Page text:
Bullard said the new process and extra security checks are meant to clamp down on fraud and identity theft. As another layer of security, drivers will receive their laminated plastic permanent driver’s licenses by mail instead of at the counter of a driver service center. That helps verify where the applicant lives, Bullard explained.
The new process, called “central issuance,” is being piloted at the Hamilton County Clerk’s Office, which has been authorized to replace and renew driver’s licenses since 2004. Equipment for the process was installed Thursday.
….The change is part of a five-year effort to restructure the license application process since Congress passed the Real ID Act — a 2005 law requiring stricter, uniform requirements for issuing driver’s licenses across the nation.
All states were required to be compliance with the law by Jan. 15. Tennessee had already bought equipment to implement Real ID and had begun conducting background checks for all clerks involved in issuing licenses.
But in December, the U.S. Department of Homeland Security once again extended the deadline — though it has not released a new schedule. Only 13 states, including Tennessee and Georgia, have met the standards of the law, according to The Associated Press, while others have balked at the costs to come into compliance.
Officials are rolling out new security measures at the state Capitol this year, including machines that can scan identification cards, more cameras and permanent guard stations at each public entrance, observes The Tennessean. Similar measures are being implemented at adjoining Legislative Plaza, where lawmakers have their committee meetings. Tighter security comes as state and national lawmakers prepare to debate the place of firearms in workplaces and schools. It also comes as the nation reacts to last year’s shootings in Connecticut, Oregon and Colorado.
But state officials deny there is a direct connection.
“It wasn’t a reaction to any one particular incident,” said state Comptroller Justin Wilson, a member of the State Building Commission, which signed off on the improvements.
“There’s just a need for greater security.”
The improvements are part of a larger renovation of the Capitol. Completed in December, the $15.7 million project mainly restored the Civil War-era building’s interior and upgraded the heating and cooling system. As planning for the project got under way, the Department of Safety and the Department of General Services recommended beefing up security.
The State Building Commission, most of whose members have offices in the Capitol, signed off on the improvements in late 2011. The decision came before the latest round of shootings, but it took place months after the attempted assassination of U.S. Rep. Gabrielle Giffords at a political rally in Arizona. Occupy Nashville protesters were camped outside at the time.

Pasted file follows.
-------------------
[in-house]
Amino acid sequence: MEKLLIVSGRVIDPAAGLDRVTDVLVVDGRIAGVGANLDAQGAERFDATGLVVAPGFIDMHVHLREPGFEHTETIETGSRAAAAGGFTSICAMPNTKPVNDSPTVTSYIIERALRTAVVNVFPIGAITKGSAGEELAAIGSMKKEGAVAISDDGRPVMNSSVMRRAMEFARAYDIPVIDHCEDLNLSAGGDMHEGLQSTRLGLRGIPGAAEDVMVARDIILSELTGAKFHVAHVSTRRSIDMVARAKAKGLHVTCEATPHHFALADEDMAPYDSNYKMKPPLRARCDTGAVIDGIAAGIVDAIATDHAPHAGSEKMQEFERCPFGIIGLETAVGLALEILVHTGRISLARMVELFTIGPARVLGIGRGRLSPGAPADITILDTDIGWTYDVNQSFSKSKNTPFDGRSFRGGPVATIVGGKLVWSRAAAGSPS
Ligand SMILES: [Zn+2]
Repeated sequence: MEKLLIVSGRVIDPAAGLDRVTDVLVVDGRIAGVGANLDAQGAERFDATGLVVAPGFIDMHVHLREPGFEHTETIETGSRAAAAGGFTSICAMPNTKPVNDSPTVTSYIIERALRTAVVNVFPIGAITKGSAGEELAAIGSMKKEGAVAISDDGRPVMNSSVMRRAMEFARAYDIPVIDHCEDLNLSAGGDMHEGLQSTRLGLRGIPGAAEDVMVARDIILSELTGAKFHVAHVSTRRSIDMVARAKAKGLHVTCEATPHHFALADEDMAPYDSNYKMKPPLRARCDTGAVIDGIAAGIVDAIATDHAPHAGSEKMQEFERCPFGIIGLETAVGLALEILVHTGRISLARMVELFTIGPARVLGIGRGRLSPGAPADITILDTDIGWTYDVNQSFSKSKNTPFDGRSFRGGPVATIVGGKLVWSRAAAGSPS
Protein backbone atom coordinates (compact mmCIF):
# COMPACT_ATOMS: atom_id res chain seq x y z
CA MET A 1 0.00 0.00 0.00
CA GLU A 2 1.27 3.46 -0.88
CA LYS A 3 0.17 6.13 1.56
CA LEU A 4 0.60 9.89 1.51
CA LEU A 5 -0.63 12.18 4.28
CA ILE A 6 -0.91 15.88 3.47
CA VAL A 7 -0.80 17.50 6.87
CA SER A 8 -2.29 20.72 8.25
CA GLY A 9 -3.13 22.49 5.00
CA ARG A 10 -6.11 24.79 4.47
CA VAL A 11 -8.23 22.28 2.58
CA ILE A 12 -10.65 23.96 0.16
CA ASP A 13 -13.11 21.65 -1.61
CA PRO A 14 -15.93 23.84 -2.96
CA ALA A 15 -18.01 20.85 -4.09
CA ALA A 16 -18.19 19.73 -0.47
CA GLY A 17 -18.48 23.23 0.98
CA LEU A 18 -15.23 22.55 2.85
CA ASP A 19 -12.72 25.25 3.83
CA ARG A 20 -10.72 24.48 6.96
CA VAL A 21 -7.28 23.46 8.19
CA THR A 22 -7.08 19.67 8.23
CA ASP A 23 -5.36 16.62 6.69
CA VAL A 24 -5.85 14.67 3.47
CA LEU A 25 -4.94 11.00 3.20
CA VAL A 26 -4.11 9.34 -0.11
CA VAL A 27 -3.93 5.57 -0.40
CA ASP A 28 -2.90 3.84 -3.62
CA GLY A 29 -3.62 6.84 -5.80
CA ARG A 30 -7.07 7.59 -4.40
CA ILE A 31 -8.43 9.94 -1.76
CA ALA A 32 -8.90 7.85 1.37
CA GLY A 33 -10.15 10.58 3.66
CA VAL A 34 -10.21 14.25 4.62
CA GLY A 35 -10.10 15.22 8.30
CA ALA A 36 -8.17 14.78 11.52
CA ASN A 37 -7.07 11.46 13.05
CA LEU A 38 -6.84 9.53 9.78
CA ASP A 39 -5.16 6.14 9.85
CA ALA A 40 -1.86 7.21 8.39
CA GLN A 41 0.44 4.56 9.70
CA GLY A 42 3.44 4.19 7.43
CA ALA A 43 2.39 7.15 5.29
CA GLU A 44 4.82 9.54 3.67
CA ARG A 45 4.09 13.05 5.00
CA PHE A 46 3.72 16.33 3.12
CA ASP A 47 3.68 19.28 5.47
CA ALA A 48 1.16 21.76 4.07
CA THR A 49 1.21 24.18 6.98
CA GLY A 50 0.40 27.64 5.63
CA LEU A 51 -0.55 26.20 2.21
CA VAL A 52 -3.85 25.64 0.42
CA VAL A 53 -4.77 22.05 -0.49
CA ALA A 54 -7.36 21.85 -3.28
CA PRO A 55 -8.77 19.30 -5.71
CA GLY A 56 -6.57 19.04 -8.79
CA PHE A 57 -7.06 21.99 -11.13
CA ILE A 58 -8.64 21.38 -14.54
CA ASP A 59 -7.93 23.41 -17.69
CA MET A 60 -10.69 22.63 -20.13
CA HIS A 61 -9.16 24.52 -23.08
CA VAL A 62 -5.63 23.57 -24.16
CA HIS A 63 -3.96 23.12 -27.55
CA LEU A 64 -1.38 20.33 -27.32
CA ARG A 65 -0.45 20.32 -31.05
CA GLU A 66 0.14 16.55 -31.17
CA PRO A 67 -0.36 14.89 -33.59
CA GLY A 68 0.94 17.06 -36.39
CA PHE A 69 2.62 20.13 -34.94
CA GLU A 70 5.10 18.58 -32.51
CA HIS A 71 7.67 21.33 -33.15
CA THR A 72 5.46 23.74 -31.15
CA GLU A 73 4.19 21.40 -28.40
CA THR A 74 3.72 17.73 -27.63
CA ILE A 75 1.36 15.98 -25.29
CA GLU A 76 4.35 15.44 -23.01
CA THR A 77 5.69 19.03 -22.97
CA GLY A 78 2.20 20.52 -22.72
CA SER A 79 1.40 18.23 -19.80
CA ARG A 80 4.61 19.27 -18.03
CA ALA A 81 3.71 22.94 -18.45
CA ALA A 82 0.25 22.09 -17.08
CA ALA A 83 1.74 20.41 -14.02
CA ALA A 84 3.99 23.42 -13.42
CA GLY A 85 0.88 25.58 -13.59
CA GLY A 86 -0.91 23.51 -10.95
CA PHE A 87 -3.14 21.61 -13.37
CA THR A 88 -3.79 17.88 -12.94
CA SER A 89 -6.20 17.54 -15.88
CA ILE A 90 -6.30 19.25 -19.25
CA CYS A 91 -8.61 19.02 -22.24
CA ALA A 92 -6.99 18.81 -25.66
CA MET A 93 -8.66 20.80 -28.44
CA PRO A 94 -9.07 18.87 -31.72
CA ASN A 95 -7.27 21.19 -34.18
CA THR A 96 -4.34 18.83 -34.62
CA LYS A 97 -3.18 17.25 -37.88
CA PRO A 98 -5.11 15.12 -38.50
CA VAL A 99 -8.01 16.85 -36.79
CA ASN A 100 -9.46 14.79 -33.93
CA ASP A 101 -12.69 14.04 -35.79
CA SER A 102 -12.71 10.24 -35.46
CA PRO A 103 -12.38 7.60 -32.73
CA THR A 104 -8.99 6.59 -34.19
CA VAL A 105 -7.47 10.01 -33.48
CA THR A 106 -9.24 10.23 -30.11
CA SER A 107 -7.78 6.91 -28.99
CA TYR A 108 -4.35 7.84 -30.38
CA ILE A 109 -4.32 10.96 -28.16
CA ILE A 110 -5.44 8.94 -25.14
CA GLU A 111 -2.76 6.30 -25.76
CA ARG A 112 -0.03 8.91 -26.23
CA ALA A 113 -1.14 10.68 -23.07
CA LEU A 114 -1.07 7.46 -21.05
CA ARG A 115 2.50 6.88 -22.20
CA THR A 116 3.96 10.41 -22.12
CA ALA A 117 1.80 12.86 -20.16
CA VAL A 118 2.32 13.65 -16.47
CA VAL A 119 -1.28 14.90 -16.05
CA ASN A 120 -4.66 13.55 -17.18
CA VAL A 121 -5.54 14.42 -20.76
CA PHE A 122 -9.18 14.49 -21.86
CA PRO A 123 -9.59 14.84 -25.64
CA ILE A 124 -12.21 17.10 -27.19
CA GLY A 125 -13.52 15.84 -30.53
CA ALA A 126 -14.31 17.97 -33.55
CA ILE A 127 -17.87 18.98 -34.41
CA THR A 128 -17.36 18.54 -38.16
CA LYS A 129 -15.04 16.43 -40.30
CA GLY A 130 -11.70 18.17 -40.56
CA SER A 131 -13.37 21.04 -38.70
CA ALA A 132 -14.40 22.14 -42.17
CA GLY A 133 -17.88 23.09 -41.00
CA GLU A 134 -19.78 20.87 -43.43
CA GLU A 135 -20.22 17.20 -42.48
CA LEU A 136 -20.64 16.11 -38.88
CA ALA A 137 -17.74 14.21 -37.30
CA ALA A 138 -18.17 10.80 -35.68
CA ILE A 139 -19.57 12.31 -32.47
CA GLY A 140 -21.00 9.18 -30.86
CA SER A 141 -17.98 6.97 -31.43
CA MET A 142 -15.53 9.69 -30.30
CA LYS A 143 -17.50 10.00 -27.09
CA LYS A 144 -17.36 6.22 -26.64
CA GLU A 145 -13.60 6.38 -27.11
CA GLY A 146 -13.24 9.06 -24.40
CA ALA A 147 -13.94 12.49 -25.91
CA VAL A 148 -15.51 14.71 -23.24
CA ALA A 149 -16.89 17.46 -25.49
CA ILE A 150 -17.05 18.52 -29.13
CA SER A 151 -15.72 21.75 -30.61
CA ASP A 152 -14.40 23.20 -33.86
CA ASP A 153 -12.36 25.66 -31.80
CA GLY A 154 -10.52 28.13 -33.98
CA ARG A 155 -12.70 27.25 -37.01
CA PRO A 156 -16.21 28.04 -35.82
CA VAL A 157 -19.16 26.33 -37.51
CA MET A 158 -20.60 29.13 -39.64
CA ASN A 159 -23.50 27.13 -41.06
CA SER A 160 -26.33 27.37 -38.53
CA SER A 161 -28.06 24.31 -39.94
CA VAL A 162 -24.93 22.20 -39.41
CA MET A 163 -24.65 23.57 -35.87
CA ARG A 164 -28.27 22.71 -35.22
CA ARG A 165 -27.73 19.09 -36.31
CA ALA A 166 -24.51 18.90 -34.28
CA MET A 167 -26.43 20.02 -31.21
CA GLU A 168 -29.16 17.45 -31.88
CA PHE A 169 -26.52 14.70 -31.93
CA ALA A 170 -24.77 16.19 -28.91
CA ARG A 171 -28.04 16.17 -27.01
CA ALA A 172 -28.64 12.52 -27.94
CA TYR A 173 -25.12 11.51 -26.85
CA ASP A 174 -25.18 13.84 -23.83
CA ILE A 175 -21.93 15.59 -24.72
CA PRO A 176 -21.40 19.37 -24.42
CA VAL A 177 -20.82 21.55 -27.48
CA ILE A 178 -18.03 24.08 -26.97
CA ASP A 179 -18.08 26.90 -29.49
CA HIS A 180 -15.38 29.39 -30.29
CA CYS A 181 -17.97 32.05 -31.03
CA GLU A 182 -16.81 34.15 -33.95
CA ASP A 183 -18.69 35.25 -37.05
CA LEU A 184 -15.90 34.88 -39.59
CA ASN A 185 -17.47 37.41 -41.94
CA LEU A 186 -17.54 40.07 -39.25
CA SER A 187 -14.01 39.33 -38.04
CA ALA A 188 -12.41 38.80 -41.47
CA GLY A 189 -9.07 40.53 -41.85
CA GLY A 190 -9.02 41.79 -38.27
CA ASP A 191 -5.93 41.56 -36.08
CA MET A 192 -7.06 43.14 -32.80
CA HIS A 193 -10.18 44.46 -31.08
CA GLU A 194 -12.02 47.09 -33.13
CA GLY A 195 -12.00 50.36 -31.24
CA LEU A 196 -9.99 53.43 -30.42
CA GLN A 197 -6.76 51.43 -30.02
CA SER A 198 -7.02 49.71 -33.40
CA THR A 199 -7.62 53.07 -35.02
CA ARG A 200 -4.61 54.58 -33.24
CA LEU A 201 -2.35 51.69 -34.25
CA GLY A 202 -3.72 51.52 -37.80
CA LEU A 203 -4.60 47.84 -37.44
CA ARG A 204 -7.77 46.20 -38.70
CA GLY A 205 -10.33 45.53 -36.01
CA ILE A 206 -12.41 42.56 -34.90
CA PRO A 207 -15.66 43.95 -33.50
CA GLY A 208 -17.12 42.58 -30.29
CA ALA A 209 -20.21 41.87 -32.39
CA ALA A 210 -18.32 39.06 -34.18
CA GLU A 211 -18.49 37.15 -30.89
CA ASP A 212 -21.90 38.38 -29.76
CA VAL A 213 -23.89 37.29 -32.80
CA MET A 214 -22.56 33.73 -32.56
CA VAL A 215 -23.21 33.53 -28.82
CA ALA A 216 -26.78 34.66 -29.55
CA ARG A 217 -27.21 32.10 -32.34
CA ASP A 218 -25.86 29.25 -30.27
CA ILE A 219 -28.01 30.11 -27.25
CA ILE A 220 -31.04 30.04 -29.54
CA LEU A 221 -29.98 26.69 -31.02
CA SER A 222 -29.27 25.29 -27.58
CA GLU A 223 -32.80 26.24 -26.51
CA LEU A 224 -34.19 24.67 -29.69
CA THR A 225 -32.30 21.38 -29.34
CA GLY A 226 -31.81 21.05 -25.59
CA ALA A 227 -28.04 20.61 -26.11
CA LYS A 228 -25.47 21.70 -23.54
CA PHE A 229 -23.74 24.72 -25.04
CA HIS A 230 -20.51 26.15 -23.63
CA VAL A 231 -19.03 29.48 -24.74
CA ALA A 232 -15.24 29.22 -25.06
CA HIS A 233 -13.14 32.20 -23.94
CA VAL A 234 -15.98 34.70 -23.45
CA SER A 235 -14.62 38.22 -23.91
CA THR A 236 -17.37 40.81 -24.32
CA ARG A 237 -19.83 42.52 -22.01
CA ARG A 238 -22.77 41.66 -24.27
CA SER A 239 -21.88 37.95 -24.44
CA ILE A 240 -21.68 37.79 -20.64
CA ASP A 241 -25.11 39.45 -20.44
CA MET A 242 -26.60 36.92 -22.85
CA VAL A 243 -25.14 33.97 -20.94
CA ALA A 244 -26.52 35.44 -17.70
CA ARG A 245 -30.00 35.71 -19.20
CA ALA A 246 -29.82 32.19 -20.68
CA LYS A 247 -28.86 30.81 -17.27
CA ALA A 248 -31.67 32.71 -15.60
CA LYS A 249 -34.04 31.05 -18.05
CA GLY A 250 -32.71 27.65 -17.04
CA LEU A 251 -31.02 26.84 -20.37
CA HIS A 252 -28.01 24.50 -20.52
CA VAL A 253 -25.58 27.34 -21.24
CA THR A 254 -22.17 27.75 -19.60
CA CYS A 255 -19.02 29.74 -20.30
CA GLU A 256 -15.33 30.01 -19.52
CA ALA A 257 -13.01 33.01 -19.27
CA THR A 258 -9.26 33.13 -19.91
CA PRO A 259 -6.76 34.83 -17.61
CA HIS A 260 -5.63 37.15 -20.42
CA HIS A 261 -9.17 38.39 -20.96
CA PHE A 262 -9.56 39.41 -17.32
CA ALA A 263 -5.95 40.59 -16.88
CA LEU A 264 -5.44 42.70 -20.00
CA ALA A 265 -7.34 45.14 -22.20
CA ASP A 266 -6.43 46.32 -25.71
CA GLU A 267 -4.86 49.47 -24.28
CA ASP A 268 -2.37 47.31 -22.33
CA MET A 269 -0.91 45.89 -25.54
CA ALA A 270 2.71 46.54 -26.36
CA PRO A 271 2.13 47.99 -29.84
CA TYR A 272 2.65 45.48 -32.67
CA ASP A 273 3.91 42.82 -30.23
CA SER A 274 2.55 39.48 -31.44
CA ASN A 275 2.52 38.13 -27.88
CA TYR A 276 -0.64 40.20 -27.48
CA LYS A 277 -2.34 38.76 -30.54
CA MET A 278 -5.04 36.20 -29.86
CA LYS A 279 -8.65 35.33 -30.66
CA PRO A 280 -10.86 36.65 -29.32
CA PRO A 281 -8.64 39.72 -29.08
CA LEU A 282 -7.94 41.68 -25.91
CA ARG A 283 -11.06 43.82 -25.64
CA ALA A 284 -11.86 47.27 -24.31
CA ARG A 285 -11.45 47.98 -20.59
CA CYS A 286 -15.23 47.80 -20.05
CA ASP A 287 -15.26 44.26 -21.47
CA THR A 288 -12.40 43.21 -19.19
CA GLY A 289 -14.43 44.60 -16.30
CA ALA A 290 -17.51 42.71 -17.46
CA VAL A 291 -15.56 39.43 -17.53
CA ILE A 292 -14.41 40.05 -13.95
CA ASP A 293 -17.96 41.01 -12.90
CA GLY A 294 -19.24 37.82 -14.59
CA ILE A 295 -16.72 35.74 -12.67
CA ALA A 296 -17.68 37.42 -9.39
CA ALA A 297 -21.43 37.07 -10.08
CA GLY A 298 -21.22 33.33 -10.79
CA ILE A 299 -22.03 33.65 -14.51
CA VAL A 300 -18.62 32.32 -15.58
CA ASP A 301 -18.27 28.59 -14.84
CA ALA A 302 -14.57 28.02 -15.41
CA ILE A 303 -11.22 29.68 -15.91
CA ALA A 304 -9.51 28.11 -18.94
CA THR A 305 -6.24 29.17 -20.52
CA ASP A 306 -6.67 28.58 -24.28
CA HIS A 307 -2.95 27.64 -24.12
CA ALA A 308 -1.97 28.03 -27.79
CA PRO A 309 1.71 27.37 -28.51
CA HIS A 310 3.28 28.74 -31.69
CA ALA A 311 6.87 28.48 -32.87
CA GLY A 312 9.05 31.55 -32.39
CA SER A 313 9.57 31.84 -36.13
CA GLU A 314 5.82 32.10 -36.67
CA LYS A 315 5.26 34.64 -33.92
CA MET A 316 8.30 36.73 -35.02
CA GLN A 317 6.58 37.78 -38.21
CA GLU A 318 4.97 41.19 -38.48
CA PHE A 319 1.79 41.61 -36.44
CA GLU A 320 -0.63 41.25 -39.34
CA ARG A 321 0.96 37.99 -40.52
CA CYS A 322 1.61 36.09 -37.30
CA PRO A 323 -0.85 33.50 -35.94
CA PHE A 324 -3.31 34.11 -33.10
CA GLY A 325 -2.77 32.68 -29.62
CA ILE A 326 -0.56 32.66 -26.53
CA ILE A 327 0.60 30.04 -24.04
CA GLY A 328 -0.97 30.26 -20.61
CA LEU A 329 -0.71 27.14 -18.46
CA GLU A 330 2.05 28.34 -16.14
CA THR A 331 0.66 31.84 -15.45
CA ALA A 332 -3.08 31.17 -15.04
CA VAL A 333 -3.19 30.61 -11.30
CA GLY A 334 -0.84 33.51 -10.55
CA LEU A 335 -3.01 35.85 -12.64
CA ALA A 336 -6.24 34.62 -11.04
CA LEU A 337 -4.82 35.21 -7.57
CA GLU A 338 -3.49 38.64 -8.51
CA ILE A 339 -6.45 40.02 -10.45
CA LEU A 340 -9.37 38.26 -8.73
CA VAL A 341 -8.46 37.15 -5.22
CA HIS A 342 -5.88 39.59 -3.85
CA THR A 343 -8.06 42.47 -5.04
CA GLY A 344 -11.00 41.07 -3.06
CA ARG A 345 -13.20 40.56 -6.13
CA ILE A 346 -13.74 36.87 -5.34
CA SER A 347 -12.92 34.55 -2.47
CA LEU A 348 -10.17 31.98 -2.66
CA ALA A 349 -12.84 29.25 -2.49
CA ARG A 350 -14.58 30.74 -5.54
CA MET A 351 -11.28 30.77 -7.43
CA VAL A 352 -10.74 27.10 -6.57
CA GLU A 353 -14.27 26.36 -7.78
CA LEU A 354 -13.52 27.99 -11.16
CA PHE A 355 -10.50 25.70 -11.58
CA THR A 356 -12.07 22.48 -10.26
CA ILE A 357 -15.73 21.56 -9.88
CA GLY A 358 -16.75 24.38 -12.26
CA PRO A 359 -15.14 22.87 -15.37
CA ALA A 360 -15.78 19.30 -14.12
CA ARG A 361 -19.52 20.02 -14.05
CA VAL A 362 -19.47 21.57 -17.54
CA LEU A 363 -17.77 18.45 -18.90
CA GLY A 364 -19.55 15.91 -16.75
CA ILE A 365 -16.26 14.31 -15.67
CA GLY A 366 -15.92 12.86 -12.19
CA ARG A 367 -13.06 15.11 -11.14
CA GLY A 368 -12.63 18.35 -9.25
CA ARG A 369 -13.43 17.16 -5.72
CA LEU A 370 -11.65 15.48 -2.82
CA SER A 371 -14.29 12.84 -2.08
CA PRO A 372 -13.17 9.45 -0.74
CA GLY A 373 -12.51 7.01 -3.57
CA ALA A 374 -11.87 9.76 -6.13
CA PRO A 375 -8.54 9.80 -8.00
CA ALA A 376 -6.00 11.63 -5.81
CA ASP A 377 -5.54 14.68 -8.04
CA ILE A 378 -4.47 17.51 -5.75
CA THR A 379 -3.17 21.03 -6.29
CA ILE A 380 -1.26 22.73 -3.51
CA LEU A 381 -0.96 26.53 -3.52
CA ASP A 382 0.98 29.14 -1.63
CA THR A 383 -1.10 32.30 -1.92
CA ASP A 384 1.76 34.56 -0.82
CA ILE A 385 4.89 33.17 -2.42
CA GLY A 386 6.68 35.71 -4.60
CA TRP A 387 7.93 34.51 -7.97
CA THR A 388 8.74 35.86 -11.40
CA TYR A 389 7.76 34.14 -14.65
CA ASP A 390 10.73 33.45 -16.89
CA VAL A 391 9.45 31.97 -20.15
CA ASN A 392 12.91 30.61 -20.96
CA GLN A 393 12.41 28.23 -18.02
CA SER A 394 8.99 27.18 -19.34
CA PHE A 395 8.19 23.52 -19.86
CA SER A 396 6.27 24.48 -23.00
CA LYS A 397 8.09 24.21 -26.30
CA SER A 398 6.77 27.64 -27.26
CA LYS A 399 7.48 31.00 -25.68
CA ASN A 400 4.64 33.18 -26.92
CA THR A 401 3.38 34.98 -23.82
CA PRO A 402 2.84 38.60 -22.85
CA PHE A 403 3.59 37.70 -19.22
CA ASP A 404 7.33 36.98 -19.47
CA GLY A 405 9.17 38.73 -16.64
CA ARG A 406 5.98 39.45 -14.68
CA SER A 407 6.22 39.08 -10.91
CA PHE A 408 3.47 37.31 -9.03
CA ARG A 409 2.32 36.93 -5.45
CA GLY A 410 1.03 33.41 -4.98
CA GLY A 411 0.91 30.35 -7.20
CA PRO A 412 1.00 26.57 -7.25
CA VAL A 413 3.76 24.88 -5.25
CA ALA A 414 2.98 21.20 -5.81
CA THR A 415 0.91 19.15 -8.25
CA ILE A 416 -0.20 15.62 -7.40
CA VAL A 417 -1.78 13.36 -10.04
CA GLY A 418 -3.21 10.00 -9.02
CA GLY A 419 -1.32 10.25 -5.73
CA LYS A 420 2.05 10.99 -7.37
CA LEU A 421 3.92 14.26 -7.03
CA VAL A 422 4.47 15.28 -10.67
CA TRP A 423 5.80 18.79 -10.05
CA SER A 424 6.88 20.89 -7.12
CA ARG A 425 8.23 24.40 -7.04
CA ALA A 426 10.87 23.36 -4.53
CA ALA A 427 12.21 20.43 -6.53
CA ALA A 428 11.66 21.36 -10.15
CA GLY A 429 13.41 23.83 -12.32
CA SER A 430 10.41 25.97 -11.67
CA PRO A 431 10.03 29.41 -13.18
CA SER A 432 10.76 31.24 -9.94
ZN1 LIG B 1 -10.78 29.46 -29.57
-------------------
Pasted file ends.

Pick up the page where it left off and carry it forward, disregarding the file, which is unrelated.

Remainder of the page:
NASHVILLE, Tenn. (AP) — Workers are putting the finishing touches on a renovation of the state Capitol as they prepare to re-open the 153-year-old building later this month.
The nearly $16 million project largely focused on upgrading electrical, mechanical and plumbing systems. Parts of the building also got new carpets, paint and security upgrades.
The governor, executive staff, constitutional officers and legislative workers are in the process of moving back into the building that has been closed since May. The public will be able to gain entry on Dec. 17.
Visitors will now have to have their driver’s licenses scanned upon entry to the building, and a more extensive internal and external video surveillance system has been installed.
Officials declined to explain details or the rationale for the enhanced security.
Congressional Republicans and Democrats harshly scolded the U.S. Department of Energy on Wednesday for a security breach at the Oak Ridge Y-12 nuclear weapons plant in which three peace activists evaded guards and cut through fencing to infiltrate the facility’s highest-security area, reports Michael Collins. U.S. Rep. Marsha Blackburn, R-Tenn., called the break-in appalling:
“Not only did you have a security breach,” she said, “you had a breach of public trust.”
U.S. Rep. Henry Waxman, D-Calif., said the Y-12 infiltration was “a wake-up call if ever there was one.”
The July 28 security breach at the Oak Ridge plant, where warhead parts are manufactured and the nation’s stockpile of bomb-grade uranium is stored, dominated a congressional hearing Wednesday on safety and security at the nation’s nuclear facilities.
Lawmakers said they were astounded that three pacifists, including an 82-year-old nun, managed to cut through several layers of fencing and spray-paint messages, hang banners and pour human blood on the site.